Anti-immigrant groups attacking Central Americans in Tijuana

Through Facebook and WhatsApp, some Tijuana citizens have sparked hate against Central Americans

Anti-immigrant groups attacking Central Americans in Tijuana
It all started with a Facebook page called “Tijuana against the migrant caravan,” which promotes the rejection of Central Americans arriving as part of the migrant caravan - Photo: Kim Kyung-Hoon
English 16/11/2018 16:07 Gabriela Martínez / Corresponsal Mexico City Actualizada 16:09
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Through social networks such as WhatsApp and Facebook, some citizens of Tijuana have sparked hate against migrants arriving in the city to seek asylum from the United States government.

It all started with a Facebook page called “Tijuana against the migrant caravan,” which promotes the rejection of Central Americans arriving as part of a caravan that started its journey last October in Honduras. People from El Salvador, Guatemala, and even Mexico have also joined the migrant exodus.

Five days after it was created, the group already had 4,000 followers. Through social media, local citizens are requesting for foreigners to be taken out of the city, displaying their hatred with slogans such as “Defend your country, kill a Honduran.” The group members argued that migrants were criminals, and that there were drug addicts, gang members, and even murderers among their ranks.

Shortly after, an anonymous WhatsApp group was created to share explicit xenophobic messages that promoted violence against migrants.

Last Wednesday, the hate comments had their effect. At 9:00 PM –local time-, around 200 citizens broke into a place where some of the migrants were sleeping on the sand, right next to the wall that separates Tijuana from the United States.

Hostilities began with insults and threats, after which they moved on to throwing rocks until staff from the Beta Group and elements of the Federal Police showed up with buses to remove the Central Americans from the scene.

“Get the f… out of here,” shouted the citizens to scare away the women and men from the migrant caravan in Tijuana.

Mexico’s Minister of Interior, Alfonso Navarrete Prida, admitted that the events had raised concerns in the federal government, where some fear an open clash will occur should the migrant caravan attempt to enter the United States by force, just like it did in Mexico’s southern border a few weeks ago. Their concerns are partly due to the United States’ “extraordinarily hostile discourse towards undocumented migrants.”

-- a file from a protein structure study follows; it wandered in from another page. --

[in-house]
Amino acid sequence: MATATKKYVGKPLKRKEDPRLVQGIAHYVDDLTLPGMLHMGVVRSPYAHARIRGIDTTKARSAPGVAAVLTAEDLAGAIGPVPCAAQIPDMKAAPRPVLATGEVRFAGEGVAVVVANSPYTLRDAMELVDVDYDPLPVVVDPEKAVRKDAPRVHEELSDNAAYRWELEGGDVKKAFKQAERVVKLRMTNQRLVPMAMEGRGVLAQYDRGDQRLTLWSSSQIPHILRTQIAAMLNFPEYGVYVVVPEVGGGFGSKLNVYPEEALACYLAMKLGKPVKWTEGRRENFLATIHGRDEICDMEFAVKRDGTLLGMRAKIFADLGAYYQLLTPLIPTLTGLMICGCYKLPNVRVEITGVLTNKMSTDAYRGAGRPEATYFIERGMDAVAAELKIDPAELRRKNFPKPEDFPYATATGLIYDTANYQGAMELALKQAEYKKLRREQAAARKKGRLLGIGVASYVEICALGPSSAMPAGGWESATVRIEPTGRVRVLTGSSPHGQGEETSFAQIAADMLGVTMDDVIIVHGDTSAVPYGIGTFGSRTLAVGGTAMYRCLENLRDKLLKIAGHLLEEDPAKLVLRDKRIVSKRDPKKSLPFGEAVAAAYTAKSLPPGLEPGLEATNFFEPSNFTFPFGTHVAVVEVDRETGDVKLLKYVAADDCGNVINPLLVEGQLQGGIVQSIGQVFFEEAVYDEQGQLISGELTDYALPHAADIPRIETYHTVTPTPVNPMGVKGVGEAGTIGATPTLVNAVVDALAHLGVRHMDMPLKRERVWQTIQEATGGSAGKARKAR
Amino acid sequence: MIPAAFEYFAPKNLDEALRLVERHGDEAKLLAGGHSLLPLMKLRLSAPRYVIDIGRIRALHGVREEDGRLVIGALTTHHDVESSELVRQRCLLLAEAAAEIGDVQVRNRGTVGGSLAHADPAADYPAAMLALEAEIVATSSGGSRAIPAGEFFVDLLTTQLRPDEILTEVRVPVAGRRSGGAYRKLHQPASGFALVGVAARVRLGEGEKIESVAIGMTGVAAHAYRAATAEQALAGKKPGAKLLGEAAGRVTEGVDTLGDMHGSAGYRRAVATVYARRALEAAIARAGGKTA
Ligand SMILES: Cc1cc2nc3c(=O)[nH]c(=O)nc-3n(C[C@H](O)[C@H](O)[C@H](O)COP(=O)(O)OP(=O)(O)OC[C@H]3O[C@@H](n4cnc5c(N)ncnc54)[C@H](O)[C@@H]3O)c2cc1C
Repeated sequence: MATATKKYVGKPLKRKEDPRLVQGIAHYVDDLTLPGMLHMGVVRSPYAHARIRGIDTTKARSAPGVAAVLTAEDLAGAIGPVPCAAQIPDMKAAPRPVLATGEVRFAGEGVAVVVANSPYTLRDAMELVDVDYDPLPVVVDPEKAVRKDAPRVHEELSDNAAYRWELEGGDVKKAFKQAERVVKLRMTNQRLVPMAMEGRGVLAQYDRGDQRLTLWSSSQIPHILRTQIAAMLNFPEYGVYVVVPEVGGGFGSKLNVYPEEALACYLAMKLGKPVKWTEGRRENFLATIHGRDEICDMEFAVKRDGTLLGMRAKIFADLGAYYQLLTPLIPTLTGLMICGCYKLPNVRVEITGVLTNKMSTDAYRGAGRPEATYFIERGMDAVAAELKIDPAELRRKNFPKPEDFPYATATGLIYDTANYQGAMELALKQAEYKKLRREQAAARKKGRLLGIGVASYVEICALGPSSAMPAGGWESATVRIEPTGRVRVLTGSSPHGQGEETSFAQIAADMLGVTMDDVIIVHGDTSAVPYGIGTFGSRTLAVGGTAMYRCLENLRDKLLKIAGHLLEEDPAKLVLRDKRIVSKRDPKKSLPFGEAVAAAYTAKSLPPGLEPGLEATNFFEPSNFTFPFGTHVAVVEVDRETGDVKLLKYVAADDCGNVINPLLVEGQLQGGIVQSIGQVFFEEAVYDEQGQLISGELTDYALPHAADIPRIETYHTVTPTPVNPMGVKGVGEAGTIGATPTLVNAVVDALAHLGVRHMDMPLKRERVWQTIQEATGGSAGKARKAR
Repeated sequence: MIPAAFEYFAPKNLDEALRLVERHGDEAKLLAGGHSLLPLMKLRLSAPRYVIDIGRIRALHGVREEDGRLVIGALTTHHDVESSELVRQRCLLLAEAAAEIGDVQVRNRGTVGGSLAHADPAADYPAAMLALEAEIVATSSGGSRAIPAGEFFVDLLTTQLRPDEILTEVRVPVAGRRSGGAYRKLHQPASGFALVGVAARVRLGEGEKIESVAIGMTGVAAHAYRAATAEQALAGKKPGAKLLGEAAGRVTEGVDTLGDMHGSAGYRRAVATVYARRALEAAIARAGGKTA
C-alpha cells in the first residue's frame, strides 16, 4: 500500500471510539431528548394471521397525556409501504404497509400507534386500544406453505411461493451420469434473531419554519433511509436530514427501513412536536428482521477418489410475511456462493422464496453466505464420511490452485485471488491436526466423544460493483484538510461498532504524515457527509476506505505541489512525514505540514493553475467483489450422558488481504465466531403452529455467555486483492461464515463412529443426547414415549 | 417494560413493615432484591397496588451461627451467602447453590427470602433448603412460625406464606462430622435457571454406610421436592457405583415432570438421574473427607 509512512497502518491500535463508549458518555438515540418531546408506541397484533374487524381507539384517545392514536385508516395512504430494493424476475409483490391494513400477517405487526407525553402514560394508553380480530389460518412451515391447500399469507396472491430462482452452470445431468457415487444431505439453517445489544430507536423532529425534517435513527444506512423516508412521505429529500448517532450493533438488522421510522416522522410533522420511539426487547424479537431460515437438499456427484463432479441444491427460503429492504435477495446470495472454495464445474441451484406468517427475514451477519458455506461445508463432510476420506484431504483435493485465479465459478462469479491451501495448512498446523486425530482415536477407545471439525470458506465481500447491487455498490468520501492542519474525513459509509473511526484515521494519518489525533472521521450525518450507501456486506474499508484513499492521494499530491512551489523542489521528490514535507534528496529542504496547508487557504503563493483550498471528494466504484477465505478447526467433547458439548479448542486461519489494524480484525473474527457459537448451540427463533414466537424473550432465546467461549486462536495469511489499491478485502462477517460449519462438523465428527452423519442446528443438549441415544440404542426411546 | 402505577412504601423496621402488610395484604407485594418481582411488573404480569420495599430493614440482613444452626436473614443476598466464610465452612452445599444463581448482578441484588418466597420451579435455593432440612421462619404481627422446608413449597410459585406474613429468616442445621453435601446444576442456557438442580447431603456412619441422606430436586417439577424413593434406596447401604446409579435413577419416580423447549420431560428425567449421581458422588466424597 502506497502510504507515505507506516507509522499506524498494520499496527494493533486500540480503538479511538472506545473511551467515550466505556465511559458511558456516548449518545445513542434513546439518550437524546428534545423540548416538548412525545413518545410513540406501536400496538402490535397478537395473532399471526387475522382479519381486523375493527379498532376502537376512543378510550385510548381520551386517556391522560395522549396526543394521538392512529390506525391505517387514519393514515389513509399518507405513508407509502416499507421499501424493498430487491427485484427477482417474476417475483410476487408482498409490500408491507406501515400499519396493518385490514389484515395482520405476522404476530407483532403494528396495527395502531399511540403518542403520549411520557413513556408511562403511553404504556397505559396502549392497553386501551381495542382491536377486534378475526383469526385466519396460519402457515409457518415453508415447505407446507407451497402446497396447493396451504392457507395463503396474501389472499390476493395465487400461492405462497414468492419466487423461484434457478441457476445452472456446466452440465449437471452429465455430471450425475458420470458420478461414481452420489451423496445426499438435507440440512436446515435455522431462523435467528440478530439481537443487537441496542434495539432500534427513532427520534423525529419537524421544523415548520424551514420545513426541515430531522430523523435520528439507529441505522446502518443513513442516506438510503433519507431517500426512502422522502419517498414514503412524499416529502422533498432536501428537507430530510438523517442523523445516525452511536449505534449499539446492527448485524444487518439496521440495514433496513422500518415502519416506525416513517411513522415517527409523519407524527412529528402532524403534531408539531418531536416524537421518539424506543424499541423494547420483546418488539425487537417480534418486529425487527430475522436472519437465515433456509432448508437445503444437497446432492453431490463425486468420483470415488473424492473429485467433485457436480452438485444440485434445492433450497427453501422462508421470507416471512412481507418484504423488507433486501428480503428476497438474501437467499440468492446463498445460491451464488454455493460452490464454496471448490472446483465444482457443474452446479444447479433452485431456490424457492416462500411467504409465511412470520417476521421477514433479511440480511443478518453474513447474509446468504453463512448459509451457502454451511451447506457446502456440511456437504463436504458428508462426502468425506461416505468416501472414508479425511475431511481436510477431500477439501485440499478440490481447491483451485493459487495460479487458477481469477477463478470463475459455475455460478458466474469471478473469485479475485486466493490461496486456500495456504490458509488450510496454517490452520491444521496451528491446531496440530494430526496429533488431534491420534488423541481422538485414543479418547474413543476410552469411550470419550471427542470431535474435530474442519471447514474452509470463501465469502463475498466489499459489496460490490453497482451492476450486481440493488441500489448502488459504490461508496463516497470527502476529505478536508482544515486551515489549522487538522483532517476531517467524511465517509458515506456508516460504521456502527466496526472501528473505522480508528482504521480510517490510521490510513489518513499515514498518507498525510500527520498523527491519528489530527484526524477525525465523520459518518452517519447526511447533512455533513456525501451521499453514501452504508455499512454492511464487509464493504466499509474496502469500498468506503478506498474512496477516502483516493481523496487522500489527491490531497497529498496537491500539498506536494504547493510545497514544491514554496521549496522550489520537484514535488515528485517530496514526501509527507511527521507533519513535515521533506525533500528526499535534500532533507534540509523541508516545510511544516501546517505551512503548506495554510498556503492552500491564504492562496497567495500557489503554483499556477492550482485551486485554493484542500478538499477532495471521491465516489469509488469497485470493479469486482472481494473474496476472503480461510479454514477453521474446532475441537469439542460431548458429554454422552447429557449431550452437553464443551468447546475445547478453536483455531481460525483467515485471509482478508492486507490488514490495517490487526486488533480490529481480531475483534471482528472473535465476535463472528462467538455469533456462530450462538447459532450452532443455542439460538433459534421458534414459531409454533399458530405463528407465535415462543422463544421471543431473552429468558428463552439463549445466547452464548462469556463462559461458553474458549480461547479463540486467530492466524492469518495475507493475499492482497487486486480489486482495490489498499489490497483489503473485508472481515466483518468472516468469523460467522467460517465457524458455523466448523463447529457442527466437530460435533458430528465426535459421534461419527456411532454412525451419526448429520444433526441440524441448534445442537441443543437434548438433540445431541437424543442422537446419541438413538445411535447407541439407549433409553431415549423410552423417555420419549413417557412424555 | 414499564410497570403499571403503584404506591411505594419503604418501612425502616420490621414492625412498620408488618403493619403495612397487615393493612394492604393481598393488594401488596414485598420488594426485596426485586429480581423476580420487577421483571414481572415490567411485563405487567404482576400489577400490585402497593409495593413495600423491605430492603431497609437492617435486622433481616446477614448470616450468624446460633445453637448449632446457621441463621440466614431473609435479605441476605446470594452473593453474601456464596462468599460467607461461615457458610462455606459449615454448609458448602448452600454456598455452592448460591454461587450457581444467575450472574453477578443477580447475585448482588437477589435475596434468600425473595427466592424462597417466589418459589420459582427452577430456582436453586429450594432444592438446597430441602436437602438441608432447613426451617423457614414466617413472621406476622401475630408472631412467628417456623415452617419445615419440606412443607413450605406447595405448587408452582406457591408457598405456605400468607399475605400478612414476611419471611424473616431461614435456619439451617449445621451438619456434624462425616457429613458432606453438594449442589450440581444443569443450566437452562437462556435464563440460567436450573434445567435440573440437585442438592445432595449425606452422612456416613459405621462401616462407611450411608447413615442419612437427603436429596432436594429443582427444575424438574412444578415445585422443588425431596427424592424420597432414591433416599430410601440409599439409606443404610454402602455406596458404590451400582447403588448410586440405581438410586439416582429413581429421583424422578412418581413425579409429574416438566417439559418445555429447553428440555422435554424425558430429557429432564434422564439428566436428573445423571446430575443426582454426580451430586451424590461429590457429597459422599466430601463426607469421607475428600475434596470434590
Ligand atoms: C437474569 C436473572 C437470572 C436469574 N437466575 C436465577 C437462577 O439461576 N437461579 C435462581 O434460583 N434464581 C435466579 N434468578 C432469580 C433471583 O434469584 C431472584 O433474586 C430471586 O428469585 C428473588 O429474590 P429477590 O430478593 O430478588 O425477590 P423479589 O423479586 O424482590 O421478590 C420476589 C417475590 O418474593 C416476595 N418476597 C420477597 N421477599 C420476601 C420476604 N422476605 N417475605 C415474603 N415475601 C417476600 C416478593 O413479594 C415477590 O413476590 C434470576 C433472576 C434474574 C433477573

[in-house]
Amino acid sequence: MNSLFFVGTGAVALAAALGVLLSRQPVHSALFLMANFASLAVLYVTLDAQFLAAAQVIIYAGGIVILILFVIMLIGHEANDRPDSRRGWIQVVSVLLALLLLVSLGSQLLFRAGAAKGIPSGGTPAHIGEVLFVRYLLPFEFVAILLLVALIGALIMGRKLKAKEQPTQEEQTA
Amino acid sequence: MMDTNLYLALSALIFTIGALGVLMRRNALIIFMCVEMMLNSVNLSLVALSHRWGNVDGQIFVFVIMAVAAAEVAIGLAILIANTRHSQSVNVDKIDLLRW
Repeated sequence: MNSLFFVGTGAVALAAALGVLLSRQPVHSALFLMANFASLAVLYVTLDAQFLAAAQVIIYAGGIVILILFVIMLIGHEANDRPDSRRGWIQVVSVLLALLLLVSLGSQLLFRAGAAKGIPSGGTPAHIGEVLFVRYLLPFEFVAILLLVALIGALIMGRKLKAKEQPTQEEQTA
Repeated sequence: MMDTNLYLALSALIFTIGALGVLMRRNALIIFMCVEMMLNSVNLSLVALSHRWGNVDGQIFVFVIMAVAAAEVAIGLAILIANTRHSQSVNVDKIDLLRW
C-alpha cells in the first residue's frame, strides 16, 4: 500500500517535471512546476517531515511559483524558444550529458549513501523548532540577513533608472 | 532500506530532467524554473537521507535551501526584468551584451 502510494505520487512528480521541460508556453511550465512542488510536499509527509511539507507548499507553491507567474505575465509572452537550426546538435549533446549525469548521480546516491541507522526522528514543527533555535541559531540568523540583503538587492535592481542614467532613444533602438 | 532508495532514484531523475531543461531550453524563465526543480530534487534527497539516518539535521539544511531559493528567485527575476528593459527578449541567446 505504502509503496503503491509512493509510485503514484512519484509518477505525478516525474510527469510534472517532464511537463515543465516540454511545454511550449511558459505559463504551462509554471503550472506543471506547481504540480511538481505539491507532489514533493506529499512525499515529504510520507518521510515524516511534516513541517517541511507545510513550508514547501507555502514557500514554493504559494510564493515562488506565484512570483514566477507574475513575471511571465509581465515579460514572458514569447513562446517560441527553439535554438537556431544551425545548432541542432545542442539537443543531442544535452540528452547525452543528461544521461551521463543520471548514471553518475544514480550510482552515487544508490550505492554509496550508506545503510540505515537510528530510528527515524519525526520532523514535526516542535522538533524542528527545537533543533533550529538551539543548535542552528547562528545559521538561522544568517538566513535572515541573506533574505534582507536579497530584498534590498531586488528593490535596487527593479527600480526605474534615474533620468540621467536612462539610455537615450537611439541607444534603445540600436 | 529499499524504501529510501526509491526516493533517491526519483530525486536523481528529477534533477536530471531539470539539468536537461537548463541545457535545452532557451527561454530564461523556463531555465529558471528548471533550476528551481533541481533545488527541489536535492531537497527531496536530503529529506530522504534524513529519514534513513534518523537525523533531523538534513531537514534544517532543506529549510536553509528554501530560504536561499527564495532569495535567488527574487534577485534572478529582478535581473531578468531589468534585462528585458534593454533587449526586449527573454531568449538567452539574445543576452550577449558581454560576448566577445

The comments used in the Facebook and WhatsApp groups incite violence while contributing very little to solve the actual problem. For instance, one of the users who was identified as “Javier” proposed the use of baseball bats, others encouraged people to throw Molotov cocktails at the migrants’ camp. Though they did not use explosives during their first strike, they did throw rocks and assaulted migrants until the Federal Police intervened to put the migrants out of harm’s way.

Until yesterday, almost 2,000 Central Americans had arrived in the border city, where another 3,000 migrants have now been put in a two-month long wait list to be received by the U.S. government as they request for asylum.

In the meantime, there are now 10 shelters at over 100% capacity, according to César Palencia, director of the Attention of the Migrant group in Tijuana. Authorities are expecting another 9 thousand migrants to arrive in less than a week.

The state’s Human Rights Commission in Baja California has asked local authorities to implement precautionary measures to guarantee the integrity of the Central Americans.


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